3. The regulation is comprehensive in the sense that no extraconstitutional bearers of
public power and noextraconstitutional ways and means to exercise this power are
4. Constitutional law finds its origin with the people as the only legitimate source of
5. Constitutional law is higher law. It enjoysprimacy over all other laws and legal acts
emanating from government.
21. Constitutionalism vs. Constitutionalisation
<Source:Edoardo Celeste, ‘Digital Constitutionalism’, 2018>
Ideology that aims to establish and gurantee the existence of
a normative framework forthe protectionof fundamental
rights and the balancing of powersin the digital environment
Processof productionof normative counteractionsvis-à-vis
the alteration ofthe relative equilibrium of the constitutional
ecosystem produced by digital technology
of the digital
22. Information and Incentives
üEconomicsystem structured to deal with the twin problems ofinformation and incentives
üHowcan we coordinate action — make exchanges, build relationships and communities — in
a world ofincomplete information and potential rentseeking?
üWhere cryptographers have found their solutions in public key cryptography and PoW
mechanisms, economists have found solutions in markets, regulation, and institutions.
23. Code as Constitutional Rules and Constraints
“The Bitcoin protocolin particular is essentially a set ofrules written in computer code
governing what is, and what is not, allowed by the participants in the Bitcoin network.
No single participant can change the rules, but newrules (in the form ofupgrades to the
open-sourcesoftware) can be advanced by different participants.
The key to understanding Bitcoin’srulesis to understand consensus.”
Constraints governingBlockchain Technology
24. From Authority to Governance
üDecentralized platforms, like those that utilize blockchain technology are complex economic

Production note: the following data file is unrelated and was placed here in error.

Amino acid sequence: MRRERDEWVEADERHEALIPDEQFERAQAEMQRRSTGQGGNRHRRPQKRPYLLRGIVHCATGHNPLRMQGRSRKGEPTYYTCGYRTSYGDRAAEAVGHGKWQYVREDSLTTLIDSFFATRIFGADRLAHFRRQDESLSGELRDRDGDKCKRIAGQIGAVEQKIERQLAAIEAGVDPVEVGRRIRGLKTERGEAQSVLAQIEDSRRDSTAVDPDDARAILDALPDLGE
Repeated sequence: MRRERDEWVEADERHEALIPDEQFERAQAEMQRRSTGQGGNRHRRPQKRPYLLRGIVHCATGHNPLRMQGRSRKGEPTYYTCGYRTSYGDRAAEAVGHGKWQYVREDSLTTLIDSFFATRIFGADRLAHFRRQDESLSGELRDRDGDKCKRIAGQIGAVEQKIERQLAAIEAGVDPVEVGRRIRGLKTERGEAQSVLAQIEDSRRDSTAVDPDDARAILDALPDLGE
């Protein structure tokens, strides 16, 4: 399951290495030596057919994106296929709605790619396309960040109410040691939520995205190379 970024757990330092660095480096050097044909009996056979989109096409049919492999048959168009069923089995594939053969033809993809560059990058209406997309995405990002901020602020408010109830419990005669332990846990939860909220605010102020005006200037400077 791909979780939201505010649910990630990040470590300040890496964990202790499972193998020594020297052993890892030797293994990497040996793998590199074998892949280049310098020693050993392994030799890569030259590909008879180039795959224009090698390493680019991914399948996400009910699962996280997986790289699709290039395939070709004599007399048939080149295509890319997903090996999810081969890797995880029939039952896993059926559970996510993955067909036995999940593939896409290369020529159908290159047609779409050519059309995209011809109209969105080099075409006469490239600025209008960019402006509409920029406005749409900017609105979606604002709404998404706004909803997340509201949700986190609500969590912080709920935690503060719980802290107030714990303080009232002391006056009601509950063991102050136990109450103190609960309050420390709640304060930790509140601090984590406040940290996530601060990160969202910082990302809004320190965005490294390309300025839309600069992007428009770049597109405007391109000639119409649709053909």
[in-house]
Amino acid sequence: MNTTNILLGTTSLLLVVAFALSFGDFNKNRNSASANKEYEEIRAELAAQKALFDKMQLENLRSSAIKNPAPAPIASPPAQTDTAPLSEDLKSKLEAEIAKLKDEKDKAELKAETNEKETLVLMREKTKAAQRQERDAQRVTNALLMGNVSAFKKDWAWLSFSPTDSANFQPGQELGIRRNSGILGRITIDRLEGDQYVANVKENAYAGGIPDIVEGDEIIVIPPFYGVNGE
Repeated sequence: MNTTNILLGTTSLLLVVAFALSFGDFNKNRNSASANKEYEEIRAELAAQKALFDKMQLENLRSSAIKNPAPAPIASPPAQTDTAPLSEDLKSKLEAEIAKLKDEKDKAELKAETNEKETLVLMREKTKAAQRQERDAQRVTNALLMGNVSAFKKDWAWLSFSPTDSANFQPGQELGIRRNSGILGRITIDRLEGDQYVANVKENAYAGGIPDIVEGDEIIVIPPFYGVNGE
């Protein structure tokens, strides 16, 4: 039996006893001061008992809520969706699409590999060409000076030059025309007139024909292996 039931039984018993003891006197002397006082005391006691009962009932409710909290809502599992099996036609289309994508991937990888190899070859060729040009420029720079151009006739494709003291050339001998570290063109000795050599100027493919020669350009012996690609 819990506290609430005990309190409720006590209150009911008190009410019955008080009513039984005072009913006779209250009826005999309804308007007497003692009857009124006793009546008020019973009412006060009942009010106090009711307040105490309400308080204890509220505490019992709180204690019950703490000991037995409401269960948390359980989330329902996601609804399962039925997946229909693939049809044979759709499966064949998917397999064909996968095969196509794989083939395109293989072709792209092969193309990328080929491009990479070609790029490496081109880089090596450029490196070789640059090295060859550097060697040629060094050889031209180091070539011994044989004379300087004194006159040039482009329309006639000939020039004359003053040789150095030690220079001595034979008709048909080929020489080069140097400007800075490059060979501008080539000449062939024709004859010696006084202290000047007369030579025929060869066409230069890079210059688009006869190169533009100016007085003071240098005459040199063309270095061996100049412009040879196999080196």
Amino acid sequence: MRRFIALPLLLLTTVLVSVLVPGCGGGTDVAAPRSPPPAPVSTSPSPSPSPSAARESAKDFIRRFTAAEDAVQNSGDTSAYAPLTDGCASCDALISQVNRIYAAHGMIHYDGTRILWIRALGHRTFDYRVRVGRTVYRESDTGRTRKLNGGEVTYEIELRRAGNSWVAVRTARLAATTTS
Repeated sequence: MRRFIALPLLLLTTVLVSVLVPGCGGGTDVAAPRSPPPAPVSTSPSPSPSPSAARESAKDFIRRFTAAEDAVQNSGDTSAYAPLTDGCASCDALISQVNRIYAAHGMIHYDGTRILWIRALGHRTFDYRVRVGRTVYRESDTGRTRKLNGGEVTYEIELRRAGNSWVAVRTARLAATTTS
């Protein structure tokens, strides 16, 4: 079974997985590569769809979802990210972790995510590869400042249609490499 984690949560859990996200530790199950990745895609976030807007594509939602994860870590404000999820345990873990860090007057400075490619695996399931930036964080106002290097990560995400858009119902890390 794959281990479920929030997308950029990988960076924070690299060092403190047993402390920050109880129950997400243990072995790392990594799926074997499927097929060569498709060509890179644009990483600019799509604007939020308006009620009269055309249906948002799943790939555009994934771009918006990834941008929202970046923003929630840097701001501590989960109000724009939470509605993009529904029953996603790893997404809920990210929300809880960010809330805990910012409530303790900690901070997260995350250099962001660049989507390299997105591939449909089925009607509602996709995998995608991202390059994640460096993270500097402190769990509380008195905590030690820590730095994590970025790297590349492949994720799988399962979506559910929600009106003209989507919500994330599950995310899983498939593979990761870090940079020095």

system that require rigorous design because they lack authority.
üOn decentralized platforms, authority has to be replaced by incentives and other mechanisms.
Rule of Office
Rule of Code
25. Code as Law
<Source:Primavera DeFilippi,‘BlockchainandtheLaw’, 2018>
“By relying on blockchain technology,
governmentscould regulate society more efficiently
by reducing the costs of regulatory compliance and law enforcement,automating laws,
while simultaneously reducing the degree of uncertainty that is inherent in the legal prose.”
26. Monitory Democracy
<Source:JohnKeane, ‘TheLifeandDeath ofDemocracy’,2009>
In the age of monitory democracy,in
contrast to the earlier eras of assembly
democracy and representative democracy
in territorial state form,many new
mechanisms are mixed and combined with
new ways of publicly monitoring and
controlling the exercise ofpower.
What is meant by ‘Monitory Democracy'?
The emerging historical form of'monitory' democracy isa 'post-Westminster' formof
democracy in which power-monitoringand power-controllingdevices have begun to
extend sideways and downwards through the whole political order.
The chasteningofpower:LemuelGulliver trapped
bytheLilliputians, fromC.E. Brock’s drawing,1894.
28. “Man’s reason is the slave to his passions,
and recognizing this about himself,
man can organize his own association with his fellows
in such a manner that the mutual benefits
from social interdependence can be effectively maximized.”
- James M. Buchanan and GordonTullock,<TheCalculusof Consent>